While the concept of QR codes is not very old (created in 1994) compared to the barcode, it has gained considerable steam in the past few years in the mobile (and print) world. When the QR Code was established, it helped to reduce the fidelity in codes. People are just now waking up to the possibilities of the QR Code, and are aware of how awesome it is :D. The bar codes derived by the imagination of Bernard Silver in 1948 have come a long way themselves, but due to less data storage and less flexibility (and the need for not being able to be created without acquiring permission from GS1 US.), QR codes are now becoming more in demand than they are. Both have the same basic functionality, but also are very different from each other in specs and the way they can be used. Lets talk a little bit about this history of the barcode, and how QR Codes are being used today.
History of the Barcode
Today We are so used to seeing the common barcode printed on packaging at the grocery store or in other retail outlets, that you might have completely forgotten about it, it bleeds into the background of daily life. When you are at the store and items are passed over the barcode reader at the checkout counter to ring up a sale, you hear that familiar beep. Barcodes throughout history have not only been valuable at the point of sale, but also for managing inventory and raw materials internally, so that companies know what they have in stock.
Barcodes throughout the years have become common in shipping, they enabled companies greater accuracy and speed in getting packages delivered to their customers, they have been used to manage large filing systems, library books, and a host of other purposes where large numbers of items have needed to be tracked efficiently by computers (to decrease the chance human error).
The history of the Barcode started quite some time ago now, and makes for an interesting read if you have time – here is a quick excerpt from the wikipedia to give you the gist.
The first use of the barcode was to label railroad cars, but they were not commercially successful until they were used to automate supermarket checkout systems, a task for which they have become almost universal. Their use has spread to many other tasks that are generically referred to as automatic identification and data capture (AIDC). The very first scanning of the now ubiquitous Universal Product Code (UPC) barcode was on a pack of Wrigley Company chewing gum in June 1974.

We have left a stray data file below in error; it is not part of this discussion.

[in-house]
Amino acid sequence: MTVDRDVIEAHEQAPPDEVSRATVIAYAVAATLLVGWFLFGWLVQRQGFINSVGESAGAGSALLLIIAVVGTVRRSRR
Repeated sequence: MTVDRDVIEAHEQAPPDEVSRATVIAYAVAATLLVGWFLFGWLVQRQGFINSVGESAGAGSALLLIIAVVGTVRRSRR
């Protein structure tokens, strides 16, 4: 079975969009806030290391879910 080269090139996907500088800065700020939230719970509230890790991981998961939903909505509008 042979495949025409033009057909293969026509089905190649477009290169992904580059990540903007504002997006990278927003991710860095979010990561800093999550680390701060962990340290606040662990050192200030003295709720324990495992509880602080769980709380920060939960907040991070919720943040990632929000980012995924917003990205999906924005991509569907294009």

In 1948 Bernard Silver, a graduate student at Drexel Institute of Technology in Philadelphia, Pennsylvania, USA overheard the president of the local food chain, Food Fair, asking one of the deans to research a system to automatically read product information during checkout. Silver told his friend Norman Joseph Woodland about the request, and they started working on a variety of systems. Their first working system used ultraviolet ink, but the ink too easily faded and was fairly expensive. However, On 20 October 1949 Woodland and Silver filed a patent application for “Classifying Apparatus and Method”, in which they described both the linear and bullseye printing patterns, as well as the mechanical and electronic systems needed to read the code. The patent was issued on 7 October 1952 as US Patent 2,612,994. In 1951, Woodland moved to IBM and continually tried to interest IBM in developing the system. The company eventually commissioned a report on the idea, which concluded that it was both feasible and interesting, but that processing the resulting information would require equipment that was some time off in the future.
IBM offered to buy the patent, but its offer was not high enough. Philco purchased their patent in 1962 and then sold it to RCA sometime later.
Back in 1974 that grocery store mentioned in the above excerpt was located in Troy, Ohio. That place in time forever change the way we purchase things, hard to believe eh? After that happened, as they say “The rest is history”. Since then UPC codes have exploded in popularity after hitting the market, and you can still find them today on nearly every product you see on the shelves. The UPC code technology finally bridged the physical and digital worlds and allowed anyone with a bar code scanner instantaneous access to the data that a bar code contains.
The early UPC codes were 1-D, meaning they would only carry information in one direction. One-dimensional codes were fine for the simple needs of carrying small amounts of data like numeric product codes, however with the ever increasing complexity of the digital world, there was a need for a bar code capable of carrying more data.
Like I said, there is so much history in the barcode that it will be hard to say goodbye to it if we ever get to that point one day! It will be hard to completely transition away from barcodes as well since they were used so widely, I mean look at how many people still use Internet Explorer haha. So lets talk about QR Codes and why they are becoming so popular in todays world, and how they could be the solution to our limited UPC Code data storage dilemma.
What Is So Special About QR Codes?